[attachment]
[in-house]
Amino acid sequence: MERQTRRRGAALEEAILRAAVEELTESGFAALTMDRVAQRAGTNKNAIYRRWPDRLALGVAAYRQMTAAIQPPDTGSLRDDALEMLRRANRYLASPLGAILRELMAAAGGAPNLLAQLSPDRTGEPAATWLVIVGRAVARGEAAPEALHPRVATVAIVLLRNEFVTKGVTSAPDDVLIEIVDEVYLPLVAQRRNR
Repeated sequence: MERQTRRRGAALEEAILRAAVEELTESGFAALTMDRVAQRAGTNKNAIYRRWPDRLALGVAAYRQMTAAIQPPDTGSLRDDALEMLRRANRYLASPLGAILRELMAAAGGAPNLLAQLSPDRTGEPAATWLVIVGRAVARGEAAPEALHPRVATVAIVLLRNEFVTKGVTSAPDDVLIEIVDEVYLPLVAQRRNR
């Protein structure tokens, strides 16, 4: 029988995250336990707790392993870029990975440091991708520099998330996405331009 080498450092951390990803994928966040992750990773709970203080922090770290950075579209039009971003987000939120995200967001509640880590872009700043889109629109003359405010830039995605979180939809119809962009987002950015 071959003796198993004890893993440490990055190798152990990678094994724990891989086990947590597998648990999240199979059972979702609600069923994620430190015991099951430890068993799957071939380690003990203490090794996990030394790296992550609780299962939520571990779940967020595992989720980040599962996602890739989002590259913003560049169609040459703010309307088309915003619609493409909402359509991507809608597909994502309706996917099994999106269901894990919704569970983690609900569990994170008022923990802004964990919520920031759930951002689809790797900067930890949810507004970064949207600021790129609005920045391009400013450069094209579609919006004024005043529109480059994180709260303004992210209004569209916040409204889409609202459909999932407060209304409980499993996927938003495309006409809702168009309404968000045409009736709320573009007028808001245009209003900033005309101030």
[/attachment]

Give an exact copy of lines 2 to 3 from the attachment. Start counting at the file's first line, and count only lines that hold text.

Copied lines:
Amino acid sequence: MERQTRRRGAALEEAILRAAVEELTESGFAALTMDRVAQRAGTNKNAIYRRWPDRLALGVAAYRQMTAAIQPPDTGSLRDDALEMLRRANRYLASPLGAILRELMAAAGGAPNLLAQLSPDRTGEPAATWLVIVGRAVARGEAAPEALHPRVATVAIVLLRNEFVTKGVTSAPDDVLIEIVDEVYLPLVAQRRNR
Repeated sequence: MERQTRRRGAALEEAILRAAVEELTESGFAALTMDRVAQRAGTNKNAIYRRWPDRLALGVAAYRQMTAAIQPPDTGSLRDDALEMLRRANRYLASPLGAILRELMAAAGGAPNLLAQLSPDRTGEPAATWLVIVGRAVARGEAAPEALHPRVATVAIVLLRNEFVTKGVTSAPDDVLIEIVDEVYLPLVAQRRNR